Facebook is Not The Internet’s Only Privacy Villain
Facebook is getting battered for recent news involving Cambridge Analytica’s use of Facebook user data. The company’s stock price (FB) fell around 11-percent as a result, in which the company lost more value than Tesla’s entire market cap! The privacy concerns that have existed on the fringes of the internet forever, finally made their way into mainstream news. Facebook isn’t the only tech giant that uses data in shady ways.
Facebook is constantly gathering data about its 2+ billion users. Google’s Android mobile OS has over 2 billion users by itself. So with all the products under the Google umbrella, Google is potentially gathering data about significantly more users than Facebook. Amazon Prime has 90 million members, and is certainly collecting user data about its large customer base.
Google Has A Lot More Data About You Than Facebook
TheAntiMedia.com reported that Google’s file on you is much bigger and more complete than the data profile Facebook stores. Dylan Curran, an Irish web developer downloaded the data files available from both Google and Facebook about him. The social media giant’s file about Curran was about 600Mb, or the size of about 400,000 Word documents. Google’s data profile about him was a whopping 5.5GB, the equivalent of 3 million Word documents.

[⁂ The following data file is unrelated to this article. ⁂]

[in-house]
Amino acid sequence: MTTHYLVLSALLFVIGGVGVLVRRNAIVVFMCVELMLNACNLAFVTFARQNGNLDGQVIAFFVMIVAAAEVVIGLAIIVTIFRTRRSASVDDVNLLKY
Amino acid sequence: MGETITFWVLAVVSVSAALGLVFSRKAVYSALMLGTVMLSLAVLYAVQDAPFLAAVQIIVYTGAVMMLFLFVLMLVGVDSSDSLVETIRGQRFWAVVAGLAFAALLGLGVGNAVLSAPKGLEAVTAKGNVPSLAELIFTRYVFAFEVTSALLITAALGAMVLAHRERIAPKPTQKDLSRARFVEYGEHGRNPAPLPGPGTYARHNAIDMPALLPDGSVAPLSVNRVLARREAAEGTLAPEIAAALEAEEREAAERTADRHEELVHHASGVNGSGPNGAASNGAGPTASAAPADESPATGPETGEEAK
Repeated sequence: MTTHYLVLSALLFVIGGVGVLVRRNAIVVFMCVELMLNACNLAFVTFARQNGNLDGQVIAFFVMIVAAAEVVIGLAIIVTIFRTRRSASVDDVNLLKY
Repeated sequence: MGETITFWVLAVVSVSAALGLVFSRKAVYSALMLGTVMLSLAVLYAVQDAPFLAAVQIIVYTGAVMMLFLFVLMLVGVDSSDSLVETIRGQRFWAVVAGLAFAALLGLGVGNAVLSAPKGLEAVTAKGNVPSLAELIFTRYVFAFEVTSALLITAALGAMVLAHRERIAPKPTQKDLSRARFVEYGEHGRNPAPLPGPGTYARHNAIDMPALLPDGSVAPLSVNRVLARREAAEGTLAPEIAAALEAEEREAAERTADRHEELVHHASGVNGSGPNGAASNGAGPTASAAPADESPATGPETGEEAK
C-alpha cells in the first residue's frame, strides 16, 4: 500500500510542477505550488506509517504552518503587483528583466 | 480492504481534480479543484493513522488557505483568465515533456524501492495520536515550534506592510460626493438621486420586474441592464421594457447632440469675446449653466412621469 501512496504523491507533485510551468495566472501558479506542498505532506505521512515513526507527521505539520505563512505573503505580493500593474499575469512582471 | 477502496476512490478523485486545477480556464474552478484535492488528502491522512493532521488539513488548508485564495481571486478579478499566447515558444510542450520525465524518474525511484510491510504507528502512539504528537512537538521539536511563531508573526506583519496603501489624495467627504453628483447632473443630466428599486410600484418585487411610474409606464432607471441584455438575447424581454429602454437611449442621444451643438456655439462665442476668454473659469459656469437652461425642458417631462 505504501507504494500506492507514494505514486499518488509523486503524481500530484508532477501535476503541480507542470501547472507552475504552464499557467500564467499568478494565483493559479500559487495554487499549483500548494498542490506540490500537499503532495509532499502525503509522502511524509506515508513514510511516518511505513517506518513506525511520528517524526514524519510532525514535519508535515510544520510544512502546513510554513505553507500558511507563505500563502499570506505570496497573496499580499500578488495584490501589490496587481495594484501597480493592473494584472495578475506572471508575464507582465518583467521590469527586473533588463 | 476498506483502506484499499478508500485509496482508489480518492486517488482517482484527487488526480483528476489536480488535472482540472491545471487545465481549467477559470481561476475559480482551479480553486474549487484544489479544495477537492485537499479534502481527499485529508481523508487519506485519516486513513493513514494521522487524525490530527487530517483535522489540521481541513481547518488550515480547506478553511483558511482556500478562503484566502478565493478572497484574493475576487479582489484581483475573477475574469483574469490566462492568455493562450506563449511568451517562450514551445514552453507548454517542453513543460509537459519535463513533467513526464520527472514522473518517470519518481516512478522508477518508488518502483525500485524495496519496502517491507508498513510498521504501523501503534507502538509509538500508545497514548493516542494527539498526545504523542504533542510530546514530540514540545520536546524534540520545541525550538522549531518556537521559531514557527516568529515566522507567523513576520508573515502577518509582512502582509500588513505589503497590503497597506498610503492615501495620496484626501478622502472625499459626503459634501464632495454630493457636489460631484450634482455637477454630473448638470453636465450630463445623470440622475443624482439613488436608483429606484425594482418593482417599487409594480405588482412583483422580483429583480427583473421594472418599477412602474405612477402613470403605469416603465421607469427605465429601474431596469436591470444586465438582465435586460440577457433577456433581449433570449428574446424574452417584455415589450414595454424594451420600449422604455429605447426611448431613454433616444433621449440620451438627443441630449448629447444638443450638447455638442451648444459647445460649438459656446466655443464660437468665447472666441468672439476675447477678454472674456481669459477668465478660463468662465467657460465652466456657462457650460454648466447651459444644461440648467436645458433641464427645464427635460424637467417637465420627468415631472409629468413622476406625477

While Facebook knows who my friends are, and my locations, and things I’m interested in, Google has many more “services” that I interact and share data with.
- Where you’ve been
- Everything you’ve ever searched for
- All the apps and extensions you use
- All of your YouTube history
- Who you send emails to
Google details its data collection here. But how can we know that Google is truly adhering to its policies if there is little to no transparency into what the company is doing? The truth is that we can’t, and that’s a problem.
Google uses roughly 2.8% of the world's storage capacity to store its 3 billion users' data
— Dylan Curran (@iamdylancurran) March 29, 2018
Other Companies Collect Data Just like Facebook
The reaction to the Cambridge Analytica data-scandal has been major and widespread. However, other companies are collecting similar amounts and arguably more information than the Facebook information used by Cambridge Analytica. Because Google has more interaction points (Gmail, Google Drive, Google+, Google Analytics, etc.) with users than Facebook, it can gather more complete user data. Cirrus Insight estimates that Google holds “somewhere around 10-15 exabytes of data.” One exabyte equals 1 million terabytes, so in other words Google stores around 15 million terabytes of information.
Beyond the collection of that data, there is a huge market for reselling that information. Companies use this data for traditional marketing to identity verification and fraud prevention.
Data Brokers Offer Little Transparency
“Data brokers are serving a growing clientele eager to know a person’s ethnicity, spending habits, sexual orientation, and specific illnesses such as HIV, diabetes, depression or substance abuse. This information may be found directly in data broker records, or, increasingly, it may be predicted from other data.”